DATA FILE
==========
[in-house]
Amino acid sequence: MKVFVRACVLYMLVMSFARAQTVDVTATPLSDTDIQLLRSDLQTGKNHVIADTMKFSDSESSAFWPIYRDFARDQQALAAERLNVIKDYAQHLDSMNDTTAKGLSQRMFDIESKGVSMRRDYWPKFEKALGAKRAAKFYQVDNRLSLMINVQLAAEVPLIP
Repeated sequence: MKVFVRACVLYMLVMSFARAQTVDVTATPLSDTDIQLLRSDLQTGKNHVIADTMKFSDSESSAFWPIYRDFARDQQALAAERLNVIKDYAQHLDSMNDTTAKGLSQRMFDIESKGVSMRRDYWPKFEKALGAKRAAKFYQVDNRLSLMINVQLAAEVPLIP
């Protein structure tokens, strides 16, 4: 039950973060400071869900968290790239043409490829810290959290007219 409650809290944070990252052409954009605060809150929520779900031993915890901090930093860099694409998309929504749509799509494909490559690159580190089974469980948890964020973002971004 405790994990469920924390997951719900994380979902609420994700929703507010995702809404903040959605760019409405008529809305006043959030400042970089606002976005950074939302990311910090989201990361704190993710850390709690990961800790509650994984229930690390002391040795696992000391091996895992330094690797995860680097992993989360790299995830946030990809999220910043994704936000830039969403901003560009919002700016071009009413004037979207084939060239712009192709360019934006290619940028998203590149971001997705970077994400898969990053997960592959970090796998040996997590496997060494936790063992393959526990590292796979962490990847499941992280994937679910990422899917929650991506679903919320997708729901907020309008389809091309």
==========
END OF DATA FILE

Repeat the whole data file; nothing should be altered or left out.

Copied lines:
[in-house]
Amino acid sequence: MKVFVRACVLYMLVMSFARAQTVDVTATPLSDTDIQLLRSDLQTGKNHVIADTMKFSDSESSAFWPIYRDFARDQQALAAERLNVIKDYAQHLDSMNDTTAKGLSQRMFDIESKGVSMRRDYWPKFEKALGAKRAAKFYQVDNRLSLMINVQLAAEVPLIP
Repeated sequence: MKVFVRACVLYMLVMSFARAQTVDVTATPLSDTDIQLLRSDLQTGKNHVIADTMKFSDSESSAFWPIYRDFARDQQALAAERLNVIKDYAQHLDSMNDTTAKGLSQRMFDIESKGVSMRRDYWPKFEKALGAKRAAKFYQVDNRLSLMINVQLAAEVPLIP
């Protein structure tokens, strides 16, 4: 039950973060400071869900968290790239043409490829810290959290007219 409650809290944070990252052409954009605060809150929520779900031993915890901090930093860099694409998309929504749509799509494909490559690159580190089974469980948890964020973002971004 405790994990469920924390997951719900994380979902609420994700929703507010995702809404903040959605760019409405008529809305006043959030400042970089606002976005950074939302990311910090989201990361704190993710850390709690990961800790509650994984229930690390002391040795696992000391091996895992330094690797995860680097992993989360790299995830946030990809999220910043994704936000830039969403901003560009919002700016071009009413004037979207084939060239712009192709360019934006290619940028998203590149971001997705970077994400898969990053997960592959970090796998040996997590496997060494936790063992393959526990590292796979962490990847499941992280994937679910990422899917929650991506679903919320997708729901907020309008389809091309």